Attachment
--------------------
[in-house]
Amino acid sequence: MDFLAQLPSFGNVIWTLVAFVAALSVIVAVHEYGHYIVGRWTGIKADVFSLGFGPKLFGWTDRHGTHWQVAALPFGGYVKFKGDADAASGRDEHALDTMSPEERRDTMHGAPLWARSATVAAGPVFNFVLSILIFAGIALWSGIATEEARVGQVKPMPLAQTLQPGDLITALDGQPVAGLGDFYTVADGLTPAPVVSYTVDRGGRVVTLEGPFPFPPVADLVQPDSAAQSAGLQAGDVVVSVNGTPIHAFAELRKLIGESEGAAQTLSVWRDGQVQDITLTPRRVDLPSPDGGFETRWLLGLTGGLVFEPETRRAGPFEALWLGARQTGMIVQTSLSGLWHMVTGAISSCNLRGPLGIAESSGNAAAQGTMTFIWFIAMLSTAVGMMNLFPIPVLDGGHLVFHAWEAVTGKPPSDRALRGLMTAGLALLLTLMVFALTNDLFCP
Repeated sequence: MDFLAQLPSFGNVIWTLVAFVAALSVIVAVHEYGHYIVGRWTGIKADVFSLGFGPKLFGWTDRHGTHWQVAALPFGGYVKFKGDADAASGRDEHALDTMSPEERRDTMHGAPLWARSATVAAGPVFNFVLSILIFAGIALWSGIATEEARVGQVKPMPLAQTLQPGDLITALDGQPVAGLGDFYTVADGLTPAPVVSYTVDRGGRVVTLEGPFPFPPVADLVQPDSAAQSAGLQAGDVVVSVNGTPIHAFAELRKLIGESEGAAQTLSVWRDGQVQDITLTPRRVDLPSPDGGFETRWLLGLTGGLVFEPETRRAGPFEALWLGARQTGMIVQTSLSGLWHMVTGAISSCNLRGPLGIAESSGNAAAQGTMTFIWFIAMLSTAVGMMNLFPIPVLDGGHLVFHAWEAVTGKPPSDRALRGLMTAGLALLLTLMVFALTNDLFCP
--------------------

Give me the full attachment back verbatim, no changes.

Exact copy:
[in-house]
Amino acid sequence: MDFLAQLPSFGNVIWTLVAFVAALSVIVAVHEYGHYIVGRWTGIKADVFSLGFGPKLFGWTDRHGTHWQVAALPFGGYVKFKGDADAASGRDEHALDTMSPEERRDTMHGAPLWARSATVAAGPVFNFVLSILIFAGIALWSGIATEEARVGQVKPMPLAQTLQPGDLITALDGQPVAGLGDFYTVADGLTPAPVVSYTVDRGGRVVTLEGPFPFPPVADLVQPDSAAQSAGLQAGDVVVSVNGTPIHAFAELRKLIGESEGAAQTLSVWRDGQVQDITLTPRRVDLPSPDGGFETRWLLGLTGGLVFEPETRRAGPFEALWLGARQTGMIVQTSLSGLWHMVTGAISSCNLRGPLGIAESSGNAAAQGTMTFIWFIAMLSTAVGMMNLFPIPVLDGGHLVFHAWEAVTGKPPSDRALRGLMTAGLALLLTLMVFALTNDLFCP
Repeated sequence: MDFLAQLPSFGNVIWTLVAFVAALSVIVAVHEYGHYIVGRWTGIKADVFSLGFGPKLFGWTDRHGTHWQVAALPFGGYVKFKGDADAASGRDEHALDTMSPEERRDTMHGAPLWARSATVAAGPVFNFVLSILIFAGIALWSGIATEEARVGQVKPMPLAQTLQPGDLITALDGQPVAGLGDFYTVADGLTPAPVVSYTVDRGGRVVTLEGPFPFPPVADLVQPDSAAQSAGLQAGDVVVSVNGTPIHAFAELRKLIGESEGAAQTLSVWRDGQVQDITLTPRRVDLPSPDGGFETRWLLGLTGGLVFEPETRRAGPFEALWLGARQTGMIVQTSLSGLWHMVTGAISSCNLRGPLGIAESSGNAAAQGTMTFIWFIAMLSTAVGMMNLFPIPVLDGGHLVFHAWEAVTGKPPSDRALRGLMTAGLALLLTLMVFALTNDLFCP